Castas were a genre of Spanish colonial paintings which illustrated the varied population of the New World and their surroundings. Castas were usually done in series of six or more and contained depictions of the local economies as well as of flora and fauna. Many Casta series were done to be sent back to Spain to show the wealth of the New World and, to entice new settlers to the fruitful continent. The genre of Casta painting became very popular in Mexico but was much rarer in the other Spanish colonies of the Americas.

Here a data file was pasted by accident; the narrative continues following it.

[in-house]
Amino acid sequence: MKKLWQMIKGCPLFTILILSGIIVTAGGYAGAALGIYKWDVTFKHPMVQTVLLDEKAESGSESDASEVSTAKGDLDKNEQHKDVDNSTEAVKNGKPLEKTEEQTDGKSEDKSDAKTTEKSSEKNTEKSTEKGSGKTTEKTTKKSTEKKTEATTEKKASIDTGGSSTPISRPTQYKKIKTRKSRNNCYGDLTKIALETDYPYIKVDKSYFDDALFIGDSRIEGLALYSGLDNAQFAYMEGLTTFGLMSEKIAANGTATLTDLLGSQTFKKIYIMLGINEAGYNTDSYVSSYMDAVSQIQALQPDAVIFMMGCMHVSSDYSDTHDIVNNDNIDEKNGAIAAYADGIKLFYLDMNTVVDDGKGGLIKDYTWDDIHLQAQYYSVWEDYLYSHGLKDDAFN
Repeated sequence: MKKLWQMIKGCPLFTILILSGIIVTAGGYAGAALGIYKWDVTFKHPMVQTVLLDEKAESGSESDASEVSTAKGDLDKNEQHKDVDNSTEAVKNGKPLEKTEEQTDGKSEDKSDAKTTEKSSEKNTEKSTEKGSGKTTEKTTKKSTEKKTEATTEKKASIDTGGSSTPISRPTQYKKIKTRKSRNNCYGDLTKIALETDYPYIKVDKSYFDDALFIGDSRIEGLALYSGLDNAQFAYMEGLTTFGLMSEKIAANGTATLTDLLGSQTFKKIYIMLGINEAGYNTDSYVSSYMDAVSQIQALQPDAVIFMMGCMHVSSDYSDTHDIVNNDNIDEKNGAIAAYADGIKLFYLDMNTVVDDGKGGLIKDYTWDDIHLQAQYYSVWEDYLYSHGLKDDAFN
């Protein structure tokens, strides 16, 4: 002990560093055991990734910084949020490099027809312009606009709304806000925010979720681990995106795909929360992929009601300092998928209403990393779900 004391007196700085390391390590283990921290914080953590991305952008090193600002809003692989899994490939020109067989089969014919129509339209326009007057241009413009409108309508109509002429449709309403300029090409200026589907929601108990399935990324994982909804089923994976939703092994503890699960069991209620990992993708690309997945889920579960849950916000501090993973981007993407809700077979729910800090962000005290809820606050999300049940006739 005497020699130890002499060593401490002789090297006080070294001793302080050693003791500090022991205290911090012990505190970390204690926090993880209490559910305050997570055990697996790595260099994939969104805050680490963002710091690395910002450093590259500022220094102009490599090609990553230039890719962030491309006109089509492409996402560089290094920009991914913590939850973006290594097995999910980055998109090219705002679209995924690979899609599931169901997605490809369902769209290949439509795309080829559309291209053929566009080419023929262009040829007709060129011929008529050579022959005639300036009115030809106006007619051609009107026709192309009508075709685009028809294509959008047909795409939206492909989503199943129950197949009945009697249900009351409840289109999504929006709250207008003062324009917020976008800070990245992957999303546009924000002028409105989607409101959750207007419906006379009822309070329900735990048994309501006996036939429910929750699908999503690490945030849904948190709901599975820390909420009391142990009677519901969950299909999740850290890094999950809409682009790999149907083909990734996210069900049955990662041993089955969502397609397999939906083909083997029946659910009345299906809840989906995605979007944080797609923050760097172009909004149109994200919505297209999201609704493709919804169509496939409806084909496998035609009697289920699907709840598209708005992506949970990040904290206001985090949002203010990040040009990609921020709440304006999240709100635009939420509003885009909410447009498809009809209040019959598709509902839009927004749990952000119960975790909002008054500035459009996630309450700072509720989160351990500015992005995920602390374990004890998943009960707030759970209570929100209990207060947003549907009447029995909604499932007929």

Look at this pair of Casta paintings (see below for info on Castas) that fetched $641,000 at Sotheby's Latin Art Modern & Contemporary Sale! They were estimated at $80,000-120,000, which was very modest but to reach this level is really remarkable. Various museums and private collectors have focused on Colonial art, and good Casta paintings are always in demand especially in America. LACMA, Denver Art Museum, Brooklyn Museum, the Met in New York and Philadelphia Museum of Art have all been putting big exhibitions, building on collections, and dedicating new departments to this field. Some have been doing it for years, others are just beginning. Even the Louvre in Paris is joining the trend, as they put on “Mexican Art at the Louvre: Masterpieces from the 17th and 18th Centuries” in 2013. We are curious if they will be able to extend their collection of Mexican paintings, which at the time of the exhibition there was only one!